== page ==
Broadcasting Minister Kris Faafoi refused to release documents updating him on discussions between media and officials, citing both the confidentiality of officials' advice and commercial sensitivity.
RNZ reported the advisory group concluded the status quo was "unsustainable" and "collectively recommended the government agree to disestablish TVNZ and RNZ and to establish a new public media entity (PME)"
In January 2020 RNZ’s political editor Jane Patterson revealed Cabinet settled on the option of a new public media organisation to replace state-owned RNZ and TVNZ within three years.
"The current mandates, objectives and funding arrangements of NZ On Air, RNZ and TVNZ are not aligned and constrain their ability to respond collectively to digital disruption. Having a strong public media that provides a range of trusted news, information and entertainment is vital to the health and vibrancy of New Zealand society, particularly if services provided by private media contract"
NZOA approved. So did RNZ.
"We believe, as a board and executive team, it is a once-in-a generation opportunity to create a stronger public media system that would benefit all New Zealanders," RNZ chair Jim Mather said.
TVNZ was less effusive. “You can be assured that we will continue to proactively champion the need for New Zealand businesses to reach large relevant audiences as part of any future public media plans,” then-chief executive Kevin Kenrick told TVNZ’s advertisers.
"I think it would be crazy if it got to the point where ... New Zealand’s businesses didn’t have access to TV advertising to build and grow their businesses That's a world first I wouldn’t be that proud of,“ Kenrick told Mediawatch.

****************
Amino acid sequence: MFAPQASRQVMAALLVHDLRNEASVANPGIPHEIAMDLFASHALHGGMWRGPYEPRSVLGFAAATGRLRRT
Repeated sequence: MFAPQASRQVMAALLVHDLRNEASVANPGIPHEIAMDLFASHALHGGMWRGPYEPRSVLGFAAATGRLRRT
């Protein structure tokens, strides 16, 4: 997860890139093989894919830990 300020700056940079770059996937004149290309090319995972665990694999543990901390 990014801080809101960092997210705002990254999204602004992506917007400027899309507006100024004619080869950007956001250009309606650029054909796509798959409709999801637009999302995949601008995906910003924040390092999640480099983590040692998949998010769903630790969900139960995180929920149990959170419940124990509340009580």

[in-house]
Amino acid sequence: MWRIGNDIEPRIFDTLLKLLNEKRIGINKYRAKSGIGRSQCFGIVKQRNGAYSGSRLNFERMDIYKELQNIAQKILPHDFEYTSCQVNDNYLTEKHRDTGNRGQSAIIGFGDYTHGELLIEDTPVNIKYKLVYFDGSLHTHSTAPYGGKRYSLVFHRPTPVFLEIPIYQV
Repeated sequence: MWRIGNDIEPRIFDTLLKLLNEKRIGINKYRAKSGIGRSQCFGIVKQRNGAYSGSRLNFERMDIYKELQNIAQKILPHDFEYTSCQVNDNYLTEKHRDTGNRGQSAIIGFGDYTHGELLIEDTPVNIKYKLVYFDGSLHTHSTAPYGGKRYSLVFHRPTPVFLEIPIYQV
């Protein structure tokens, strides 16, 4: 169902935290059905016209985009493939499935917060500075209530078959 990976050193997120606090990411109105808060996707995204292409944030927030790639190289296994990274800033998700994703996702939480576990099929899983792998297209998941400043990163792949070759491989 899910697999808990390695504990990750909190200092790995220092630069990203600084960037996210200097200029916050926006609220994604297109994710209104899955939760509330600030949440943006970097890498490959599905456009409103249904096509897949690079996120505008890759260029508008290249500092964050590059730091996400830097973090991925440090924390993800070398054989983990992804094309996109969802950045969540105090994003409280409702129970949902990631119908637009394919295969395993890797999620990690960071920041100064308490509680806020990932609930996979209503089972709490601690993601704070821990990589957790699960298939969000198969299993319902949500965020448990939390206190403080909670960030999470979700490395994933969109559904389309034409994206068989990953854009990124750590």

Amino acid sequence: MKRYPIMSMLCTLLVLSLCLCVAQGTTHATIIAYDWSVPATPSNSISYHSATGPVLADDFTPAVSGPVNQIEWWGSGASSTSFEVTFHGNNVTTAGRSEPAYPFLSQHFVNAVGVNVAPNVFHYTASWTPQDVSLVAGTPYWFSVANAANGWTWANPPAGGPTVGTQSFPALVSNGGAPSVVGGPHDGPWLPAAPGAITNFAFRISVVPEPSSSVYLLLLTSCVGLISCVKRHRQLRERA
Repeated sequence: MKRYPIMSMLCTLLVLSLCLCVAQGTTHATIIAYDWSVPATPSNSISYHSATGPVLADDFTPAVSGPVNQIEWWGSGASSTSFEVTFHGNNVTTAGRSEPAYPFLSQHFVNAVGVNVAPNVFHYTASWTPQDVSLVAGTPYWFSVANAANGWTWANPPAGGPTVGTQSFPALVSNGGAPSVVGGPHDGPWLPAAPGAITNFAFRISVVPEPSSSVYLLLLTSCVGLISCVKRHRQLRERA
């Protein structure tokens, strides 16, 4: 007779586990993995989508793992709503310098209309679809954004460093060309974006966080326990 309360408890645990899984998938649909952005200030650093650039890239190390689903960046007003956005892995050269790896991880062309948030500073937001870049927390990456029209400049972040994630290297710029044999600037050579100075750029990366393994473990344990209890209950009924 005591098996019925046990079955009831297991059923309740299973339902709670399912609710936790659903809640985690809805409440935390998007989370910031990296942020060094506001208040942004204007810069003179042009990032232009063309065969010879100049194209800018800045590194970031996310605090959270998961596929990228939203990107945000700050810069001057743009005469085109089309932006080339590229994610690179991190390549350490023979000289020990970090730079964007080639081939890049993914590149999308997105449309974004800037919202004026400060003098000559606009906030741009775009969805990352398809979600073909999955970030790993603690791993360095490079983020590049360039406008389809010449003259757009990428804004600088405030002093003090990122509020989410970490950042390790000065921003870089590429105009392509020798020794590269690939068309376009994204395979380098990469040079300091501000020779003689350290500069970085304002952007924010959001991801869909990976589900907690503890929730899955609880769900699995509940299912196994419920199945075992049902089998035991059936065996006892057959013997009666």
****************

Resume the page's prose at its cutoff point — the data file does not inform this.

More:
But cabinet ministers wanted a business case before giving it a green light.
Cabinet papers also made it clear that TVNZ’s ad revenue would be a critical component of the new company.
“The current costs of operating TVNZ, RNZ and NZ On Air are approximately $450 million. Crown funding accounts for approximately $150 million of this amount.”
Critics complained commercial TV imperatives - not public service principles - could end up the driving force, but the minister Kris Faafoi insisted a comprehensive public service charter would be part of the plan (though that was also drafted behind closed doors).
Then came Covid-19, delays and two more groups of consultants scoping the SPM project, which was allocated another $6m in Budget 2020.
An eight-strong governance group was formed last year to scrutinise the business case - finally completed last September - and draft a new charter (even though RNZ already has one which is currently the subject of a parliamentary inquiry).
Late last month, cabinet ministers finally approved the new PME - but still the secrecy continued.
Last Tuesday, Kris Faafoi told RNZ’s Checkpoint he could not confirm when the announcement would be made.
About 20 minutes later, journalists were advised of Thursday’s live-streamed set-piece announcement.